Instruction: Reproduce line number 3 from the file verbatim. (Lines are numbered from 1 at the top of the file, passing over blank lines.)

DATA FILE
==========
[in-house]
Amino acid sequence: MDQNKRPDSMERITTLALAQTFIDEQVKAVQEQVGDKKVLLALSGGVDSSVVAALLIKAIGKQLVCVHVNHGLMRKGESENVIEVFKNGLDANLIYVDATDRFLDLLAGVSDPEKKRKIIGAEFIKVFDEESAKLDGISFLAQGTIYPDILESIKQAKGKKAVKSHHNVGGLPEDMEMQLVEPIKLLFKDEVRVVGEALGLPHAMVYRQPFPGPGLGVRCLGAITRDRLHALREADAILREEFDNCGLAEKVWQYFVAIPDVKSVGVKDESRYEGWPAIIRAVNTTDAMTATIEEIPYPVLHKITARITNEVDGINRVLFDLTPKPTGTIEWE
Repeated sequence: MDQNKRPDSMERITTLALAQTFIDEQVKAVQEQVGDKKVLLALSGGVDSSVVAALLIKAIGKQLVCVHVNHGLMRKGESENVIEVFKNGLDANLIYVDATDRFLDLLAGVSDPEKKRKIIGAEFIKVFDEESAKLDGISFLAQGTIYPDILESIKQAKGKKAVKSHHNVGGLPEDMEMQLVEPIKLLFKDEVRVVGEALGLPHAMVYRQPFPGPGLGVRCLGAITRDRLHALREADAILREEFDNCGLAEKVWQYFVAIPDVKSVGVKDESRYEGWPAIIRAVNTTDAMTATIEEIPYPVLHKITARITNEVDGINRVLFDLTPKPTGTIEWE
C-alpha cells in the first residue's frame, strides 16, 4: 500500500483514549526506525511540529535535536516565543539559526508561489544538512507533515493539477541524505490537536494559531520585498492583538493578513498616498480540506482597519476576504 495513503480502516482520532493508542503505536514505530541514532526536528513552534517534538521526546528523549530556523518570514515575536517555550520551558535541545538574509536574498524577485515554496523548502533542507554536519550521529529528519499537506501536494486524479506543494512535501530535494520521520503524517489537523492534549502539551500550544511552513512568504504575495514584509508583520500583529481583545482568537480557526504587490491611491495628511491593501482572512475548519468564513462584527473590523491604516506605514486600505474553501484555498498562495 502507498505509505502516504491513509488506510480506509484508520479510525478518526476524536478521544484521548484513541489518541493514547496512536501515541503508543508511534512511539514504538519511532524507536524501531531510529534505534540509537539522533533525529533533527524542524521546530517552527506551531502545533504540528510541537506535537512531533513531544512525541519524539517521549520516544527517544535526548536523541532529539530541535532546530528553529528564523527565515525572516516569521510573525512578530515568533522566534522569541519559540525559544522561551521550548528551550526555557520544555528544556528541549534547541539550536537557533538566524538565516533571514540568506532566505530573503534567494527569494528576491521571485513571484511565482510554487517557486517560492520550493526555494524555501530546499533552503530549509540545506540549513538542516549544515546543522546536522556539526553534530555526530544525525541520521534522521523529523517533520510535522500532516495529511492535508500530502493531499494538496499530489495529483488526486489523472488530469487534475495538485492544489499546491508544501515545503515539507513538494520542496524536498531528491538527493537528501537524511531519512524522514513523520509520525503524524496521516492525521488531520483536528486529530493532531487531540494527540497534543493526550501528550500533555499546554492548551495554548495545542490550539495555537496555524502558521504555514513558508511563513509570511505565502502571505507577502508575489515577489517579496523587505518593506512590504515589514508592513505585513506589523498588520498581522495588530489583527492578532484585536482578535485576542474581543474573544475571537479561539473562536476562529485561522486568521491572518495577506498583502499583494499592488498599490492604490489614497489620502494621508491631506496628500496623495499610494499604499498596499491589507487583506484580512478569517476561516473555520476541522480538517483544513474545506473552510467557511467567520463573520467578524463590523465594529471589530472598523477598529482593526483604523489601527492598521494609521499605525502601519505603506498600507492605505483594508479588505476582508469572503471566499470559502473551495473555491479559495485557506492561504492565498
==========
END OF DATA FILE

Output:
Repeated sequence: MDQNKRPDSMERITTLALAQTFIDEQVKAVQEQVGDKKVLLALSGGVDSSVVAALLIKAIGKQLVCVHVNHGLMRKGESENVIEVFKNGLDANLIYVDATDRFLDLLAGVSDPEKKRKIIGAEFIKVFDEESAKLDGISFLAQGTIYPDILESIKQAKGKKAVKSHHNVGGLPEDMEMQLVEPIKLLFKDEVRVVGEALGLPHAMVYRQPFPGPGLGVRCLGAITRDRLHALREADAILREEFDNCGLAEKVWQYFVAIPDVKSVGVKDESRYEGWPAIIRAVNTTDAMTATIEEIPYPVLHKITARITNEVDGINRVLFDLTPKPTGTIEWE